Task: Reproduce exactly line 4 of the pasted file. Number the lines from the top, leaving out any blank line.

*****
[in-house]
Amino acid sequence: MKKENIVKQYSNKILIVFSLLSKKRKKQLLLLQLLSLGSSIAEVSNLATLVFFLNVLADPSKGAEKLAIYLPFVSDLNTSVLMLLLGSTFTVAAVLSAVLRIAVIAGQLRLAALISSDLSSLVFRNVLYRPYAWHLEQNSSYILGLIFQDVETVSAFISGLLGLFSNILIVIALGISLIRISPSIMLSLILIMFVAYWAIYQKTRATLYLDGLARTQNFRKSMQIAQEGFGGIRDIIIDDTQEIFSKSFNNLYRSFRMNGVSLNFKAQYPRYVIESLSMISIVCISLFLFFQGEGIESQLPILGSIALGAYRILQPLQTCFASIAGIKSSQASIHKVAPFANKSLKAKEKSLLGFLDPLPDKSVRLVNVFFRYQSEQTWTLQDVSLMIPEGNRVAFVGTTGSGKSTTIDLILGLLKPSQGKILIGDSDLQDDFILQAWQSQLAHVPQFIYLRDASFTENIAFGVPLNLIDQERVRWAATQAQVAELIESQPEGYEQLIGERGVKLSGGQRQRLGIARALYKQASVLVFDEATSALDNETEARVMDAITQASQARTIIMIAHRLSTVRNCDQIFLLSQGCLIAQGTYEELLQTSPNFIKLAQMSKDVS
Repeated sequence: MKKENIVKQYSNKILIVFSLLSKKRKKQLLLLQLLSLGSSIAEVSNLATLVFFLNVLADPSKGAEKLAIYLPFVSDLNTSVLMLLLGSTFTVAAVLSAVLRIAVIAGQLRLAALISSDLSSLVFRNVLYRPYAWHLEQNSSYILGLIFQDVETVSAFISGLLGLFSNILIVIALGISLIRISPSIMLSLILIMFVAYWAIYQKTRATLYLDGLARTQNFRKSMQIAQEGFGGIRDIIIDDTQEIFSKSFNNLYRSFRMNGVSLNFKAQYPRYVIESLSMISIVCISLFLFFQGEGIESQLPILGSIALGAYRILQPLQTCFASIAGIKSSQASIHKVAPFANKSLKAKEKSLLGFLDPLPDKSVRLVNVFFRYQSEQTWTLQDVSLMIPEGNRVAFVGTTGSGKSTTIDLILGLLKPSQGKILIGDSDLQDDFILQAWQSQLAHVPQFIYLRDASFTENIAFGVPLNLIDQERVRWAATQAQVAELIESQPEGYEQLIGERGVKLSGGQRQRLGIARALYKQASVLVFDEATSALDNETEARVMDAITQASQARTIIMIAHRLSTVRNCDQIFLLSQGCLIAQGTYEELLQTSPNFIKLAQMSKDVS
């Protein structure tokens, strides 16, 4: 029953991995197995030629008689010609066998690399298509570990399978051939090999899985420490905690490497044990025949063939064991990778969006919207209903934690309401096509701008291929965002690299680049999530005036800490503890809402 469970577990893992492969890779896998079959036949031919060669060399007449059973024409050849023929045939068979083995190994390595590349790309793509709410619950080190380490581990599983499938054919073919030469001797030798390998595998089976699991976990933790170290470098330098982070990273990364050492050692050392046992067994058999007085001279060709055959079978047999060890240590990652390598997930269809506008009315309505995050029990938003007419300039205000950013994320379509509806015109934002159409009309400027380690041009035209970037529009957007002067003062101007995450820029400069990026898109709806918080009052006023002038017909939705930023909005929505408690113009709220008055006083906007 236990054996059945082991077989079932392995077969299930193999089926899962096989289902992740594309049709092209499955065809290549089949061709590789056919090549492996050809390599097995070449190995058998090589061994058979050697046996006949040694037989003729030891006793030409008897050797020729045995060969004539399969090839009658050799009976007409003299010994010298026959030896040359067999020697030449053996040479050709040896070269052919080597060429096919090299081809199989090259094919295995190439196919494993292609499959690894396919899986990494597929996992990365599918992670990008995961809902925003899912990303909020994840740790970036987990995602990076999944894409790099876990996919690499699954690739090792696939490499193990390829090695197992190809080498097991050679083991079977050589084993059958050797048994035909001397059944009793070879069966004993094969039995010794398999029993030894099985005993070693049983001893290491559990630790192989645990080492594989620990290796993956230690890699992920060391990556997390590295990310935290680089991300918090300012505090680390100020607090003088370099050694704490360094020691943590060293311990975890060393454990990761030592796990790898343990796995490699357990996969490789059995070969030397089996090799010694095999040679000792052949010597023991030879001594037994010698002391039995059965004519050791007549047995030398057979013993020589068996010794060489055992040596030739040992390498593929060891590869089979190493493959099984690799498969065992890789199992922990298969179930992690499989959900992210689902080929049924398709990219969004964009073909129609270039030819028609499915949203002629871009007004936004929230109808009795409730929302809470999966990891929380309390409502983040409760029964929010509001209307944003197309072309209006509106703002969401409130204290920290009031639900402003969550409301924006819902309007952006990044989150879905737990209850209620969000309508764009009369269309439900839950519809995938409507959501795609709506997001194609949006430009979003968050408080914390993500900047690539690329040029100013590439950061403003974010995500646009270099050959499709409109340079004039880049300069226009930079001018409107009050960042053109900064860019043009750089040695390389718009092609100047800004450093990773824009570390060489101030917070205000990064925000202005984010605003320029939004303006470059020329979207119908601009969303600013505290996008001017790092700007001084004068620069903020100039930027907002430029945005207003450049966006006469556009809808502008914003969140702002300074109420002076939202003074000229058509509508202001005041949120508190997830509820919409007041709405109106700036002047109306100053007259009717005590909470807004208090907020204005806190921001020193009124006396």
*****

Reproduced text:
């Protein structure tokens, strides 16, 4: 029953991995197995030629008689010609066998690399298509570990399978051939090999899985420490905690490497044990025949063939064991990778969006919207209903934690309401096509701008291929965002690299680049999530005036800490503890809402 469970577990893992492969890779896998079959036949031919060669060399007449059973024409050849023929045939068979083995190994390595590349790309793509709410619950080190380490581990599983499938054919073919030469001797030798390998595998089976699991976990933790170290470098330098982070990273990364050492050692050392046992067994058999007085001279060709055959079978047999060890240590990652390598997930269809506008009315309505995050029990938003007419300039205000950013994320379509509806015109934002159409009309400027380690041009035209970037529009957007002067003062101007995450820029400069990026898109709806918080009052006023002038017909939705930023909005929505408690113009709220008055006083906007 236990054996059945082991077989079932392995077969299930193999089926899962096989289902992740594309049709092209499955065809290549089949061709590789056919090549492996050809390599097995070449190995058998090589061994058979050697046996006949040694037989003729030891006793030409008897050797020729045995060969004539399969090839009658050799009976007409003299010994010298026959030896040359067999020697030449053996040479050709040896070269052919080597060429096919090299081809199989090259094919295995190439196919494993292609499959690894396919899986990494597929996992990365599918992670990008995961809902925003899912990303909020994840740790970036987990995602990076999944894409790099876990996919690499699954690739090792696939490499193990390829090695197992190809080498097991050679083991079977050589084993059958050797048994035909001397059944009793070879069966004993094969039995010794398999029993030894099985005993070693049983001893290491559990630790192989645990080492594989620990290796993956230690890699992920060391990556997390590295990310935290680089991300918090300012505090680390100020607090003088370099050694704490360094020691943590060293311990975890060393454990990761030592796990790898343990796995490699357990996969490789059995070969030397089996090799010694095999040679000792052949010597023991030879001594037994010698002391039995059965004519050791007549047995030398057979013993020589068996010794060489055992040596030739040992390498593929060891590869089979190493493959099984690799498969065992890789199992922990298969179930992690499989959900992210689902080929049924398709990219969004964009073909129609270039030819028609499915949203002629871009007004936004929230109808009795409730929302809470999966990891929380309390409502983040409760029964929010509001209307944003197309072309209006509106703002969401409130204290920290009031639900402003969550409301924006819902309007952006990044989150879905737990209850209620969000309508764009009369269309439900839950519809995938409507959501795609709506997001194609949006430009979003968050408080914390993500900047690539690329040029100013590439950061403003974010995500646009270099050959499709409109340079004039880049300069226009930079001018409107009050960042053109900064860019043009750089040695390389718009092609100047800004450093990773824009570390060489101030917070205000990064925000202005984010605003320029939004303006470059020329979207119908601009969303600013505290996008001017790092700007001084004068620069903020100039930027907002430029945005207003450049966006006469556009809808502008914003969140702002300074109420002076939202003074000229058509509508202001005041949120508190997830509820919409007041709405109106700036002047109306100053007259009717005590909470807004208090907020204005806190921001020193009124006396």